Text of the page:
Monthly Archives: October 2013

An Ode to Librarians: Wizards of Research in the 21st Century

Now that I’ve passed my prelims and moved on to prospectus and dissertation writing, I’m hoping to post more here on the blog. Today I want to talk about research and often over looked resources. At just about every university I’ve been at, we’ve had a subject area specialist for history. Usually they’re shared with another department or two, but they’re always willing to chat and help with research questions. Over the last two years I’ve developed a pretty good relationship with mine.

When I first got to Purdue, I met with him to get a feel for the lay of the land. I wanted to know how ILL worked here, what special privileges we had as a Big 10 and CIC university, and other question about our various holdings and database access. It was really enlightening and helped me transition to Purdue from my previous institution.

Since then, I’ve tried to meet with him at least once whenever I am doing a new research project. Sure, by now I should have a strong command of how to research and what resources are out there. But I still go and meet with our history librarian because he knows more. It’s his job to stay up-to-date on our new databases, to know about some of the new books, etc. He’s helped me find where they Readers Guide to Periodical Literature has been hidden, and to know the difference between the historical one and the current one. He’s also helped me learn the best ways to do ILL requests to keep the folks in that department happy. I really think history librarians are underutilized resources by graduate students. Over the past few semesters I’ve shared the names and instructions on how to use several different databases with colleagues that our librarian taught me.

Part of the reason why I think it’s important to meet with librarians when doing research is because of the rapidly changing nature of academic libraries. Our university has had at least two different catalogs and user interfaces since I’ve been here, and they’re always reorganizing and adding different databases. Talking with my librarian has helped me discover the best ways to search for things at my own library as well as to discover new databases. He’s also ordered books for me that our library doesn’t have but should. Just today he told me about a new book written by Samuel J. Redman about how to do historical research in the archives. I’ve done archival research before, but Redman’s book (more of a pamphlet) introduces new ideas about as photographing and scanning sources and discusses the best practices. It’s nice to know such a resources is out there and that my librarian is both acquiring them and sharing the news about them.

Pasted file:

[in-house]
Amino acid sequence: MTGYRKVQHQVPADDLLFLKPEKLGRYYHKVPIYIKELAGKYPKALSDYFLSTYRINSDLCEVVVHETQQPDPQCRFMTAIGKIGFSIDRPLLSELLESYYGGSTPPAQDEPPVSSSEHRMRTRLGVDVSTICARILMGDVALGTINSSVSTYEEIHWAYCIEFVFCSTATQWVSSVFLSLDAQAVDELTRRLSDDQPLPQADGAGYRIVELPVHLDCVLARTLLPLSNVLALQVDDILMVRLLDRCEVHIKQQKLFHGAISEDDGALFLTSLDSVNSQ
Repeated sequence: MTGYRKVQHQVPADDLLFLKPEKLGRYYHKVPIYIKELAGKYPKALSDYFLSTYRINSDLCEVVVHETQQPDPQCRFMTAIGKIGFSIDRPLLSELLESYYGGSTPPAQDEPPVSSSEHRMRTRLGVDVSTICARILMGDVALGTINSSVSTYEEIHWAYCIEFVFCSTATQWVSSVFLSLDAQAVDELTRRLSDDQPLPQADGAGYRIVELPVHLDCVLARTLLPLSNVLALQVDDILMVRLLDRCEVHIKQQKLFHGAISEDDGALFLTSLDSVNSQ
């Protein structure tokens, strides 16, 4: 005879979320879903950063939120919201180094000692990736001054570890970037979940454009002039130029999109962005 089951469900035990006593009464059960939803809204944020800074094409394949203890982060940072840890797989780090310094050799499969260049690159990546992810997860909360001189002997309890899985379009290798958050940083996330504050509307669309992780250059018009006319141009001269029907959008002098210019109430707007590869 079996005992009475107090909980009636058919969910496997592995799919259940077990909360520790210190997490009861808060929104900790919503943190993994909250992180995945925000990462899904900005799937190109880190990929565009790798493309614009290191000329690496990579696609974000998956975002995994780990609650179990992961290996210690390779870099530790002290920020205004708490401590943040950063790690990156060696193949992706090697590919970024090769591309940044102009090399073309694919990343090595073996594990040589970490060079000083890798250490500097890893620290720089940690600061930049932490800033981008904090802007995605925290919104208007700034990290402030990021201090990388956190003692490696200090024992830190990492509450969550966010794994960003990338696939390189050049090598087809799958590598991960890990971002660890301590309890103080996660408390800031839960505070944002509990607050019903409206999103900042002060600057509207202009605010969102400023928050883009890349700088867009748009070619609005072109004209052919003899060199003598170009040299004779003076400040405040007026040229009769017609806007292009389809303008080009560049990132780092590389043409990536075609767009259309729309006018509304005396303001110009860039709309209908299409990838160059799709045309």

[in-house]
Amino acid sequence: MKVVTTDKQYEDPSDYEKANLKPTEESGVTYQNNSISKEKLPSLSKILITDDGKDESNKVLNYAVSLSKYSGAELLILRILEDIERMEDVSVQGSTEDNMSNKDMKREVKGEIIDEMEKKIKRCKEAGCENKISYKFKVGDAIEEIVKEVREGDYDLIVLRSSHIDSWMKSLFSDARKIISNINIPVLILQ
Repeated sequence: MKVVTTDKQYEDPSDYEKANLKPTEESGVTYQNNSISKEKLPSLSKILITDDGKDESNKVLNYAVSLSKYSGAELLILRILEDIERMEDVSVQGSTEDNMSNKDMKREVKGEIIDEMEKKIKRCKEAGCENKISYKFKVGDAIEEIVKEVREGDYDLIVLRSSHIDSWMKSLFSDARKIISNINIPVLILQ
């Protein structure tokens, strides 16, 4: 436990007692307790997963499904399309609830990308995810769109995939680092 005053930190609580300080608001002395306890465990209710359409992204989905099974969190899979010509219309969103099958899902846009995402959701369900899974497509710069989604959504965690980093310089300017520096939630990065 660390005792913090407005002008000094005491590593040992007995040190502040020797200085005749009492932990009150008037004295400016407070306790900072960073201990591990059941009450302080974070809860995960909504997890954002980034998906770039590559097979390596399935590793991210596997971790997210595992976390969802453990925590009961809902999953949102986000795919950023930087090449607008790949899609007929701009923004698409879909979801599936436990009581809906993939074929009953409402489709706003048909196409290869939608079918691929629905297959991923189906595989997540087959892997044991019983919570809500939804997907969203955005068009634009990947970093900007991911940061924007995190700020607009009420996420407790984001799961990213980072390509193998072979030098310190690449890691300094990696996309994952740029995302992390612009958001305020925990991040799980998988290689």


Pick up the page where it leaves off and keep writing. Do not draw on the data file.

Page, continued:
Another hidden resource that I didn’t discover until talking with the history librarian is the subject guides created by the librarians often in conjunction with professors. At my library the subject guidelines can be difficult to find because they are buried deep within our ever-changing library website. But once you find them you uncover dozens of guides that are tailored to certain topics and types of research. For example, we have specific subject guides on American Indian legal research, Presidential Libraries and Records, as well as ten history course specific guides. These guides are great starting places and often provide links to the most useful books and databases related to those topics.

On the surface this all seems like basic information that we all know and have been taught (or should have been taught) in various methodology courses, but as new sources and resources emerge is nice to have a someone who can help you navigate them. It’s nice to be reminded of databases you’ve forgotten and to be taught wizard-like search techniques that capitalize on the categorization of metadata what we’re not always familiar with. So the next time you’re starting a research project or looking for more sources and new ways to find them, it’s definitely worth giving your library subject specialist a visit. This is especially true if you do legal research.

Today Let’s Honor Mills, Not Columbus

Today is Columbus Day, the annual celebration or tribute to Christopher Columbus the “discoverer” of America. Generally Columbus Day is a time of year filled with articles rethinking Columbus’ legacy.  Popular this year is a comic by the website The Oatmeal that discusses Columbus as the first of many conquerors that enacted a terrible genocide against Native American people and the father of the transatlantic slave trade. The comic strip explains all the factual errors that we’ve been taught about Columbus’ exceptionality and offers an alternative hero to honor. The illustrator instead suggests that we celebrate the life of Bartolome de la Casas, who he argues was a similar person to Columbus who underwent a transformation and became a humanitarian working for equality among African slaves and Native Americans. While I don’t know enough about de le Casas to fully comment on this discussion, I have my own alternative hero to celebrate this year.